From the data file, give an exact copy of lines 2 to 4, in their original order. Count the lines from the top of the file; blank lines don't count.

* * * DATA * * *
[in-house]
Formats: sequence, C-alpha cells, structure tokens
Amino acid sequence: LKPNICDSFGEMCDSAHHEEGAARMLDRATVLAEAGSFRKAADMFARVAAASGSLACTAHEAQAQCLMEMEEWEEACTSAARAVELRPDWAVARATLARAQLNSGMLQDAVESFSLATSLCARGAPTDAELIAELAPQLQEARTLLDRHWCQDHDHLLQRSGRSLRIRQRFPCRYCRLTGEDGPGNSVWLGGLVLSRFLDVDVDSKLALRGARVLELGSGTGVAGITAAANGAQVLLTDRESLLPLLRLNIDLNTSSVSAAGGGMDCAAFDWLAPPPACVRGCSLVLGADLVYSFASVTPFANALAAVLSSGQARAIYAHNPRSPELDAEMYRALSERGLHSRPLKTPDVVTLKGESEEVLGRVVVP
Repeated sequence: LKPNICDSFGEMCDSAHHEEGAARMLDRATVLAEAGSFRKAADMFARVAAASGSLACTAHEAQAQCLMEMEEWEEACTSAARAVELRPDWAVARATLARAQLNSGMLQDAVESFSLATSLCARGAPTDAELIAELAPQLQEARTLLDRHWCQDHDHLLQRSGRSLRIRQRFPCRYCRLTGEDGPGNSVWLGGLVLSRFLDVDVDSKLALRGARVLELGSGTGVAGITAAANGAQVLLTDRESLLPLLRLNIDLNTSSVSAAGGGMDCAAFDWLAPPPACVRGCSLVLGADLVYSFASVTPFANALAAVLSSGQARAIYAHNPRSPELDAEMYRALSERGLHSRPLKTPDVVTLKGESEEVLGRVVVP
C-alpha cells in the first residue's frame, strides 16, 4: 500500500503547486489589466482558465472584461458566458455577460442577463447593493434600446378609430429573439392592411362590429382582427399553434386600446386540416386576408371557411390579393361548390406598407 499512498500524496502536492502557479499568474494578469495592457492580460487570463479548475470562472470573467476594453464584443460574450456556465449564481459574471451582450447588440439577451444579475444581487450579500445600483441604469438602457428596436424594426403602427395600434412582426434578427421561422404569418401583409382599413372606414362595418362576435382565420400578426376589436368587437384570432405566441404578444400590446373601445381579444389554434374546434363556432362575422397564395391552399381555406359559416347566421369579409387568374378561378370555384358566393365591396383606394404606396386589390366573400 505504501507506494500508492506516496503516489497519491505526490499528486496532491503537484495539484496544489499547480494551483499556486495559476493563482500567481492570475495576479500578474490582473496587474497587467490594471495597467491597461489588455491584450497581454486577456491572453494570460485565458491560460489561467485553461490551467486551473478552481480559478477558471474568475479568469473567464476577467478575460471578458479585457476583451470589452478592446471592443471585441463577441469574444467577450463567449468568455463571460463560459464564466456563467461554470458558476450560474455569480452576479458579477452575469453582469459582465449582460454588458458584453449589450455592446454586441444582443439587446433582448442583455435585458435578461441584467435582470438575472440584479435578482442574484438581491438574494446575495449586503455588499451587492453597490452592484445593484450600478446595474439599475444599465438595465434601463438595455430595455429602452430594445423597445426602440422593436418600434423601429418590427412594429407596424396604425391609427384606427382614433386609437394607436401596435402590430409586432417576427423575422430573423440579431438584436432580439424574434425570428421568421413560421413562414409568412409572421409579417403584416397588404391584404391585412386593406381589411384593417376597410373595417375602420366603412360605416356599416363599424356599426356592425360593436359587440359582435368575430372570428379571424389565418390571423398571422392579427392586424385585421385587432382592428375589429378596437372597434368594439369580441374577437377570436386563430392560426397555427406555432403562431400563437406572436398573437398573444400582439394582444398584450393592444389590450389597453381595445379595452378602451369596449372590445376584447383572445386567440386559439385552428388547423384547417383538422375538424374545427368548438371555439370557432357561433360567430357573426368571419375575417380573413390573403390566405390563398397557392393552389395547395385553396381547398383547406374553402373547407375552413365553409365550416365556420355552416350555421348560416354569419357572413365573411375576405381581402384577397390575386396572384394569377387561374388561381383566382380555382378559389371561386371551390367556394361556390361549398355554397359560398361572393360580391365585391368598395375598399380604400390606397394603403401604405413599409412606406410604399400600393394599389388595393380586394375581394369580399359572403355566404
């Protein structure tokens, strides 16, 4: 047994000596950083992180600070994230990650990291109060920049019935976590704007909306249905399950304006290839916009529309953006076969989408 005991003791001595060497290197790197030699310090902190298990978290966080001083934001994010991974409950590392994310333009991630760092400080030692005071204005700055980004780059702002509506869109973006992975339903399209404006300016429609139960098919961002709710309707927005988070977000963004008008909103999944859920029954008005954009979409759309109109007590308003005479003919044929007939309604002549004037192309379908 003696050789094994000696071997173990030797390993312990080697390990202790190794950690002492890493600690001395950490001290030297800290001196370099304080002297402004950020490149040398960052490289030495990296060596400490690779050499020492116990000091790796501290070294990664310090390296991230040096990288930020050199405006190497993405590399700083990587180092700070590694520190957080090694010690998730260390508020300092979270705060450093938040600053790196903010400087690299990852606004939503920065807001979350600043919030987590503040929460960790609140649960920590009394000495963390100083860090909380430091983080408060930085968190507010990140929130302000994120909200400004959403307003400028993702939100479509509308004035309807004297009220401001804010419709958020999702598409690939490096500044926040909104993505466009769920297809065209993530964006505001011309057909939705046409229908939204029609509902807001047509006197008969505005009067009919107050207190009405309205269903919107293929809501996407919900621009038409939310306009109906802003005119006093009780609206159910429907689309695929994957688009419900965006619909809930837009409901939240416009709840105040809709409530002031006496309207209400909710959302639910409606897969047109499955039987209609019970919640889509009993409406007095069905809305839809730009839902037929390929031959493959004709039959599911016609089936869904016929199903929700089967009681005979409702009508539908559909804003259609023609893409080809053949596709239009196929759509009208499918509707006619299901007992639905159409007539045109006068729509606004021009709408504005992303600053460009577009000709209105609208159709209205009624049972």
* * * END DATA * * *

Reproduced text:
Formats: sequence, C-alpha cells, structure tokens
Amino acid sequence: LKPNICDSFGEMCDSAHHEEGAARMLDRATVLAEAGSFRKAADMFARVAAASGSLACTAHEAQAQCLMEMEEWEEACTSAARAVELRPDWAVARATLARAQLNSGMLQDAVESFSLATSLCARGAPTDAELIAELAPQLQEARTLLDRHWCQDHDHLLQRSGRSLRIRQRFPCRYCRLTGEDGPGNSVWLGGLVLSRFLDVDVDSKLALRGARVLELGSGTGVAGITAAANGAQVLLTDRESLLPLLRLNIDLNTSSVSAAGGGMDCAAFDWLAPPPACVRGCSLVLGADLVYSFASVTPFANALAAVLSSGQARAIYAHNPRSPELDAEMYRALSERGLHSRPLKTPDVVTLKGESEEVLGRVVVP
Repeated sequence: LKPNICDSFGEMCDSAHHEEGAARMLDRATVLAEAGSFRKAADMFARVAAASGSLACTAHEAQAQCLMEMEEWEEACTSAARAVELRPDWAVARATLARAQLNSGMLQDAVESFSLATSLCARGAPTDAELIAELAPQLQEARTLLDRHWCQDHDHLLQRSGRSLRIRQRFPCRYCRLTGEDGPGNSVWLGGLVLSRFLDVDVDSKLALRGARVLELGSGTGVAGITAAANGAQVLLTDRESLLPLLRLNIDLNTSSVSAAGGGMDCAAFDWLAPPPACVRGCSLVLGADLVYSFASVTPFANALAAVLSSGQARAIYAHNPRSPELDAEMYRALSERGLHSRPLKTPDVVTLKGESEEVLGRVVVP